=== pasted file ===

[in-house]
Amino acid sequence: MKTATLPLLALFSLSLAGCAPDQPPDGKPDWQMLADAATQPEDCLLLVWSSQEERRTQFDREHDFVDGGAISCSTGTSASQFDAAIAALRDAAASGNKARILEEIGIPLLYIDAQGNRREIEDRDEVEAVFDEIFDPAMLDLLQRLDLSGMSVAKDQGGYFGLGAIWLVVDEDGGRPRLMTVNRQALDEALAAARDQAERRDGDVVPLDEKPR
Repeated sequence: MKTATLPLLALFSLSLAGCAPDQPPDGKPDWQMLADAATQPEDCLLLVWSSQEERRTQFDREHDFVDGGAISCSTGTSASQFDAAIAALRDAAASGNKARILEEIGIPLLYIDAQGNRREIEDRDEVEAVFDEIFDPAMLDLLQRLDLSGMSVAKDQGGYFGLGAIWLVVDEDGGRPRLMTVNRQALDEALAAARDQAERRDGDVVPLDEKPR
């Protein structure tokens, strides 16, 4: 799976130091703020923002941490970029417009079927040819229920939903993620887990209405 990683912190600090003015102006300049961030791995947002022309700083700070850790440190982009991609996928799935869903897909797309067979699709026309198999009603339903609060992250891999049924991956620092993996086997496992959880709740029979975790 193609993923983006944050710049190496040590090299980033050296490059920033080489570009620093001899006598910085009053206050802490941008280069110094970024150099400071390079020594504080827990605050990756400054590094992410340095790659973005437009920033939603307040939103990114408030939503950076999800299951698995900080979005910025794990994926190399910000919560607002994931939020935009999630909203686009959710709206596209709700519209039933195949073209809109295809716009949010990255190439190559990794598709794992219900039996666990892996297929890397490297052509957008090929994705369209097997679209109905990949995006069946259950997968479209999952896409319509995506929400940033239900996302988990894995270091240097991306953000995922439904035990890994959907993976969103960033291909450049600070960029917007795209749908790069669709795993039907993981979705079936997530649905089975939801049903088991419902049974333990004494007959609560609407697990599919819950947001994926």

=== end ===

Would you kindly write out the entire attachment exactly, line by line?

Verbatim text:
[in-house]
Amino acid sequence: MKTATLPLLALFSLSLAGCAPDQPPDGKPDWQMLADAATQPEDCLLLVWSSQEERRTQFDREHDFVDGGAISCSTGTSASQFDAAIAALRDAAASGNKARILEEIGIPLLYIDAQGNRREIEDRDEVEAVFDEIFDPAMLDLLQRLDLSGMSVAKDQGGYFGLGAIWLVVDEDGGRPRLMTVNRQALDEALAAARDQAERRDGDVVPLDEKPR
Repeated sequence: MKTATLPLLALFSLSLAGCAPDQPPDGKPDWQMLADAATQPEDCLLLVWSSQEERRTQFDREHDFVDGGAISCSTGTSASQFDAAIAALRDAAASGNKARILEEIGIPLLYIDAQGNRREIEDRDEVEAVFDEIFDPAMLDLLQRLDLSGMSVAKDQGGYFGLGAIWLVVDEDGGRPRLMTVNRQALDEALAAARDQAERRDGDVVPLDEKPR
């Protein structure tokens, strides 16, 4: 799976130091703020923002941490970029417009079927040819229920939903993620887990209405 990683912190600090003015102006300049961030791995947002022309700083700070850790440190982009991609996928799935869903897909797309067979699709026309198999009603339903609060992250891999049924991956620092993996086997496992959880709740029979975790 193609993923983006944050710049190496040590090299980033050296490059920033080489570009620093001899006598910085009053206050802490941008280069110094970024150099400071390079020594504080827990605050990756400054590094992410340095790659973005437009920033939603307040939103990114408030939503950076999800299951698995900080979005910025794990994926190399910000919560607002994931939020935009999630909203686009959710709206596209709700519209039933195949073209809109295809716009949010990255190439190559990794598709794992219900039996666990892996297929890397490297052509957008090929994705369209097997679209109905990949995006069946259950997968479209999952896409319509995506929400940033239900996302988990894995270091240097991306953000995922439904035990890994959907993976969103960033291909450049600070960029917007795209749908790069669709795993039907993981979705079936997530649905089975939801049903088991419902049974333990004494007959609560609407697990599919819950947001994926």